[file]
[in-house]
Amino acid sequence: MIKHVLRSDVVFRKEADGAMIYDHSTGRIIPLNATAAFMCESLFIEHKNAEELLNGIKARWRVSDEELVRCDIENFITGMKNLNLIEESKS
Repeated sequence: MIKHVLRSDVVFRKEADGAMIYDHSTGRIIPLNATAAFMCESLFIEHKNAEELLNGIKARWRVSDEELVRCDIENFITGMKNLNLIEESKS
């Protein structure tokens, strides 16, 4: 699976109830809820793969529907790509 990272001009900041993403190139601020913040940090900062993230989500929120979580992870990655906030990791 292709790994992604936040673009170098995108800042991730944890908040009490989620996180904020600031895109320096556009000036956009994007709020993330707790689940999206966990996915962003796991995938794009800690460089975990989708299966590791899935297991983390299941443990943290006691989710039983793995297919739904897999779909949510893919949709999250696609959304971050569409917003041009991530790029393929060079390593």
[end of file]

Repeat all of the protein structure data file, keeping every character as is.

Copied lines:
[in-house]
Amino acid sequence: MIKHVLRSDVVFRKEADGAMIYDHSTGRIIPLNATAAFMCESLFIEHKNAEELLNGIKARWRVSDEELVRCDIENFITGMKNLNLIEESKS
Repeated sequence: MIKHVLRSDVVFRKEADGAMIYDHSTGRIIPLNATAAFMCESLFIEHKNAEELLNGIKARWRVSDEELVRCDIENFITGMKNLNLIEESKS
């Protein structure tokens, strides 16, 4: 699976109830809820793969529907790509 990272001009900041993403190139601020913040940090900062993230989500929120979580992870990655906030990791 292709790994992604936040673009170098995108800042991730944890908040009490989620996180904020600031895109320096556009000036956009994007709020993330707790689940999206966990996915962003796991995938794009800690460089975990989708299966590791899935297991983390299941443990943290006691989710039983793995297919739904897999779909949510893919949709999250696609959304971050569409917003041009991530790029393929060079390593």